Clifford 'caring', says ex-lover

The Oxford Times: Max Clifford and his daughter Louise Clifford outside Southwark Crown Court Max Clifford and his daughter Louise Clifford outside Southwark Crown Court

A former lover of Max Clifford has told a court she was "not comfortable" about their relationship during his marriage after she fell in love with the celebrity agent.

The woman, who used to work at Clifford's New Bond Street office in central London, said the publicist was "kind" and "caring" and she never saw him act inappropriately with women.

Clifford, 70, is standing trial accused of 11 counts of indecent assault against seven girls and women - all of which he denies.

The witness, who cannot be named, told the jury at London's Southwark Crown Court that she was in her late teens when she started a relationship with Clifford a year after she began working at his office.

Asked by defence barrister Richard Horwell QC if she loved Clifford, the woman replied: "I did."

Asked if it was a sexual relationship, the woman replied: "Yes.

"My memory is we went to a hotel on occasions."

She added: "I can only speak from professional experience how he was with me - kind, caring, thoughtful and generous.

"He told me right at the beginning he was married and he would not leave his wife. He also asked if I was sure....that I wanted to enter this relationship."

The relationship ended when she stopped working at Clifford's office, the witness said.

"I think certainly for me I was very involved," she said.

"We both realised it was perhaps best I leave and work somewhere else.

"It took me quite a long time to get over my feelings for Max Clifford."

The witness was questioned about the size of Clifford's penis.

The court has heard claims that Clifford has a "micro-penis" measuring two and half inches, while one woman told the court the publicist's penis was "enormous".

A doctor had measured Clifford's penis at five and a quarter inches long when flaccid, the jury has been told.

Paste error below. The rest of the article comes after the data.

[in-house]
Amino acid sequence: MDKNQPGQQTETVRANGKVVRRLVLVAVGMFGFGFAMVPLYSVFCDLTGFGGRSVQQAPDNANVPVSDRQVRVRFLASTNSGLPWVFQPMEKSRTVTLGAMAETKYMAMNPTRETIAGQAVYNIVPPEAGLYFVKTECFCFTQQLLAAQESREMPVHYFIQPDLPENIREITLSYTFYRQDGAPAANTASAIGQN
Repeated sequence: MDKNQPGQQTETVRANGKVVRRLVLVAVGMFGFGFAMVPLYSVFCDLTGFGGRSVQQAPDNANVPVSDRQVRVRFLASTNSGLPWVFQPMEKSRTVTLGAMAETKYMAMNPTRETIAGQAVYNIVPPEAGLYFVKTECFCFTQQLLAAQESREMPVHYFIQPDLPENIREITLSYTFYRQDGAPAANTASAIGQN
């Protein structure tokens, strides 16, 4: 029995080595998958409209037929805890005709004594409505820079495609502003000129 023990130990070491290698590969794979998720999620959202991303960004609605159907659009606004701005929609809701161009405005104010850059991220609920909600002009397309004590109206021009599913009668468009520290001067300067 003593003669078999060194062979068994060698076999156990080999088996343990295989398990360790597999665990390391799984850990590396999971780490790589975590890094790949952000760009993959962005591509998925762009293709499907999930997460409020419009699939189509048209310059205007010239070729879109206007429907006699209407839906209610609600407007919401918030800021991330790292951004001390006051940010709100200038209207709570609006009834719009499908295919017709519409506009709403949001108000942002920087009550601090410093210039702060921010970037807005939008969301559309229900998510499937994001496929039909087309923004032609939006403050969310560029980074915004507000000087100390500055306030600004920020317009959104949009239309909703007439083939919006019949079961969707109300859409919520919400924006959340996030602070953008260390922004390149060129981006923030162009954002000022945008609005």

The woman said: "I can only say it was normal. It was such a long time ago."

The witness said a number of celebrities would visit Clifford's office including comedian Lennie Bennett, the Boomtown Rats and Paula Yates.

She said she went to Clifford's home on occasions and once babysat his daughter shortly after she started working with the publicist.

She also met his wife after she came to the office, the witness said.

Asked by Rosina Cottage QC, prosecuting, if she was embarrassed meeting Clifford's wife, the woman replied: "Clearly I'm not comfortable about the fact I had a relationship with Max."

The woman said her relationship with Clifford was "very important" to her and the pair went on a trip to Paris.

She told the court she never attended any "sex parties" with Clifford and she did not have sex with him in his office.

The witness said she kept in contact with Clifford after she stopped working at his office.

"I think the fondness just remained," she said.

Wearing a grey blazer and pink shirt, Clifford, from Hersham in Surrey, listened to the proceedings from with the dock with the aid of a hearing loop.

Alan Field, the former manager of comedian Lennie Bennett, said Clifford came up with the idea to have two topless women at a meeting with Morecambe and Wise producer Ernest Maxin.

Mr Field said the prank took place in his office in Clifford's New Bond Street headquarters in about 1980.

He said: "I don't know if you can call it a dare or not. The arrangement was made where we would have a bit of fun with Ernest.

"When he arrived in my office he very nonchalantly and casually walked over to the girls in a very English manner and kissed their hands and told them what a pleasure it was to meet them, ignoring what was going on."

Mr Field told the court that another prank involved Clifford saying a number of phrases, including Fatty Arbuckle, in a Newsnight interview about model Naomi Campbell but denied it was a dare.

The witness, who said he had known Clifford since the 1960s, described the publicist as "a good chap".

"I would say you would not want for a better friend," he said. "He was a very kind and generous man.

"Generally a good sort. We got on very well. I found him a good chap."

The trial was adjourned until tomorrow.

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